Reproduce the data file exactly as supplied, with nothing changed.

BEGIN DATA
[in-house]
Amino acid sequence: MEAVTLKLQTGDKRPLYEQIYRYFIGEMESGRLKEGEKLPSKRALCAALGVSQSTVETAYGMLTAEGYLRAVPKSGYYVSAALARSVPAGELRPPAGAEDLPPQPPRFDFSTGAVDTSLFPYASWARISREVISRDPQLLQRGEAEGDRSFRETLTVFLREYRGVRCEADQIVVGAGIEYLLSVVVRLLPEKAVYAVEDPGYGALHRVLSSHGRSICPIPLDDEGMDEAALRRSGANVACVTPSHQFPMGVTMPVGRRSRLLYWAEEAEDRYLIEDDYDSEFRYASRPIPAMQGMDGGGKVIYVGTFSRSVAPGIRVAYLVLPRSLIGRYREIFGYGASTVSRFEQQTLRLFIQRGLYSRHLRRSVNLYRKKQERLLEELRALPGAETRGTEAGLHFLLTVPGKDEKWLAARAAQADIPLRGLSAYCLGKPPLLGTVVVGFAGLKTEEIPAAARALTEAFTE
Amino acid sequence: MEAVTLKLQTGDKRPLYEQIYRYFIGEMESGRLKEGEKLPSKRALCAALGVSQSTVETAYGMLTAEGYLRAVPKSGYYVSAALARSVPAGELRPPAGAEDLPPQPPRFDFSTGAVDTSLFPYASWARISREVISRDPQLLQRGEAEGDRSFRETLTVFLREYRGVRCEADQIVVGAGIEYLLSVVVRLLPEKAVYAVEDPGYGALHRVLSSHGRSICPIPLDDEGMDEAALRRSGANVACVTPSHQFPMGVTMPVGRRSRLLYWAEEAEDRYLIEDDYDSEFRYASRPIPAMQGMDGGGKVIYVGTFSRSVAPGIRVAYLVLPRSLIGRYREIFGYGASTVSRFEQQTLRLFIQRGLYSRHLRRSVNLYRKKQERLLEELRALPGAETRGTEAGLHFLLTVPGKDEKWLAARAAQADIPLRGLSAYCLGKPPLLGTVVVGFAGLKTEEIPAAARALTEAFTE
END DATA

[in-house]
Amino acid sequence: MEAVTLKLQTGDKRPLYEQIYRYFIGEMESGRLKEGEKLPSKRALCAALGVSQSTVETAYGMLTAEGYLRAVPKSGYYVSAALARSVPAGELRPPAGAEDLPPQPPRFDFSTGAVDTSLFPYASWARISREVISRDPQLLQRGEAEGDRSFRETLTVFLREYRGVRCEADQIVVGAGIEYLLSVVVRLLPEKAVYAVEDPGYGALHRVLSSHGRSICPIPLDDEGMDEAALRRSGANVACVTPSHQFPMGVTMPVGRRSRLLYWAEEAEDRYLIEDDYDSEFRYASRPIPAMQGMDGGGKVIYVGTFSRSVAPGIRVAYLVLPRSLIGRYREIFGYGASTVSRFEQQTLRLFIQRGLYSRHLRRSVNLYRKKQERLLEELRALPGAETRGTEAGLHFLLTVPGKDEKWLAARAAQADIPLRGLSAYCLGKPPLLGTVVVGFAGLKTEEIPAAARALTEAFTE
Amino acid sequence: MEAVTLKLQTGDKRPLYEQIYRYFIGEMESGRLKEGEKLPSKRALCAALGVSQSTVETAYGMLTAEGYLRAVPKSGYYVSAALARSVPAGELRPPAGAEDLPPQPPRFDFSTGAVDTSLFPYASWARISREVISRDPQLLQRGEAEGDRSFRETLTVFLREYRGVRCEADQIVVGAGIEYLLSVVVRLLPEKAVYAVEDPGYGALHRVLSSHGRSICPIPLDDEGMDEAALRRSGANVACVTPSHQFPMGVTMPVGRRSRLLYWAEEAEDRYLIEDDYDSEFRYASRPIPAMQGMDGGGKVIYVGTFSRSVAPGIRVAYLVLPRSLIGRYREIFGYGASTVSRFEQQTLRLFIQRGLYSRHLRRSVNLYRKKQERLLEELRALPGAETRGTEAGLHFLLTVPGKDEKWLAARAAQADIPLRGLSAYCLGKPPLLGTVVVGFAGLKTEEIPAAARALTEAFTE